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16 votes
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What does "Some people do the same by their religion" mean?

The phrase "do the same" refers to what Mrs. Joe is doing with her cleanliness: making it more uncomfortable, although it should be theoretically better, than dirt. This is the same as how &...
Rand al'Thor's user avatar
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15 votes
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What does "...they had all been born on their backs with their hands in their trousers-pockets..." mean?

Dickens was inspired to write this scene by a visit to St James’ Church in Cooling, Kent, where he saw these stone sarcophagi in the graveyard: (Photo by Hywel Williams, licensed under CC BY-SA 2.0.) ...
Gareth Rees's user avatar
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12 votes
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What does, "‘Much of that!’ said he, glancing about him over the cold wet flat. ‘I wish I was a frog. Or a eel!'" mean?

The word “flat” is used here in the sense flat n. C.5.b. A tract of low-lying marshy land; a swamp. Oxford English Dictionary. If you weren’t familiar with this sense of the word, you might guess it ...
Gareth Rees's user avatar
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11 votes
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Why does Mr. Pumblechook call Mrs. Joe "mum"?

“Mum” is a dialect spelling of “ma’am”, a shortened form of “madam” that was “formerly the ordinary respectful form of address to a woman” (OED). Here are a couple of examples, in both cases a servant ...
Gareth Rees's user avatar
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9 votes
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Why does Wemmick bring a fishing-rod on his "walk" with Pip?

To disguise the point of the expedition. Wemmick does not want anybody to know the real reason for the walk. By carrying a fishing-rod, he intends to keep anyone from even suspecting that he is on his ...
verbose's user avatar
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8 votes
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What does, "The period of exaggerated reaction consequent on all public wrongdoing..." mean?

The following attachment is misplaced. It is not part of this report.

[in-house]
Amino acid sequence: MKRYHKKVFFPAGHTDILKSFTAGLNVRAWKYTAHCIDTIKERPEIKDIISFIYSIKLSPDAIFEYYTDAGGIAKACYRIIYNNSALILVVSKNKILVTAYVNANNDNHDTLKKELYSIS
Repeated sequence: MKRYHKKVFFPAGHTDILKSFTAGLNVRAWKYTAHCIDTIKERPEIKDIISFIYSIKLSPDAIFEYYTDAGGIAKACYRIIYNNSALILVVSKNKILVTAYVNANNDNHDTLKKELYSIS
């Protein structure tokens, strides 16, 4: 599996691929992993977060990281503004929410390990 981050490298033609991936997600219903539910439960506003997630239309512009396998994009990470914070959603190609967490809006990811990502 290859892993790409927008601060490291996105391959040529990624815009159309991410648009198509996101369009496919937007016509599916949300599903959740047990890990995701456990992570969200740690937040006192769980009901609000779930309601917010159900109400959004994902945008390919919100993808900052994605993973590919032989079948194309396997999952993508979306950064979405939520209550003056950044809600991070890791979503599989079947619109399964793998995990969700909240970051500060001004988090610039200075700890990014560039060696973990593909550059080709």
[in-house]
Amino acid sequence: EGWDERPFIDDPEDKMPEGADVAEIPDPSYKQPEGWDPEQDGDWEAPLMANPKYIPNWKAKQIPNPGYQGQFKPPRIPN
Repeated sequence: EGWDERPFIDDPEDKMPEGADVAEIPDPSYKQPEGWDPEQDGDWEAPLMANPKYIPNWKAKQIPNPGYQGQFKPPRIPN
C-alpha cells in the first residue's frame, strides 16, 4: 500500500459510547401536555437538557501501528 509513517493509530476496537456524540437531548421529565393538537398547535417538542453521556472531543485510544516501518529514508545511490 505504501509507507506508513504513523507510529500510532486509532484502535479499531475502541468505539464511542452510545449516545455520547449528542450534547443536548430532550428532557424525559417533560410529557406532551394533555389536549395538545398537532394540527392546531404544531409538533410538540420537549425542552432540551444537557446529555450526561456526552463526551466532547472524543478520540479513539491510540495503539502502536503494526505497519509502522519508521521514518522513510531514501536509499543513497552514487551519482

A fuller quotation sets the context better: At that time jails were much neglected, and the period of exaggerated reaction consequent on all public wrongdoing—and which is always its heaviest and ...
Spagirl's user avatar
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8 votes
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In Great Expectations, why were thieves happy when Mr. Jaggers spoke?

"dread" - being frightened that something worrying would happen "rapture" - ecstasy - but can also mean "a state of being carried away by overwhelming emotion" From my ...
Juye C's user avatar
  • 151
8 votes

What does "raw" mean in this context from Great Expectations?

In the context of this sentence, "raw" refers to the weather. The following definition from Wiktionary applies here: Unpleasantly cold or damp. So Pip is saying that the weather that ...
Tsundoku's user avatar
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7 votes
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What does "a sort of Hercules in strength and weakness" mean?

“A sort of Hercules in strength” is easy. The mythical Hercules was renowned for his strength, for example in the eleventh labour where (in one version) he holds up the sky, in place of Atlas, while ...
Gareth Rees's user avatar
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7 votes
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Does "Great Expectations" refer to the sport of cricket, in the scene of Joe meeting Pip in London?

Yes, it refers to cricket, with the wicket-keeper being the fielder behind the wicket, who has dedicated equipment and is frequently called on to catch the ball. The catcher in baseball is similar. It'...
Adam Burke's user avatar
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7 votes

Are the two death masks Jack Dawkins and Fagin?

Each of Charles Dickens’ novels stands alone: they do not form a series or shared “universe”. So we should not expect to find references or allusions from one of his novels to the others. The equation ...
Gareth Rees's user avatar
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6 votes

Why did Wemmick want to keep his marriage secret in "Great Expectations"?

Wemmick wanted to keep his marriage a secret because he had created two distinct personas for himself: one as a hard-nosed clerk at his job in London and the other as a loving husband and caretaker of ...
Veronica's user avatar
6 votes

In Great Expectations, who is the man at the pub in Chapter Ten?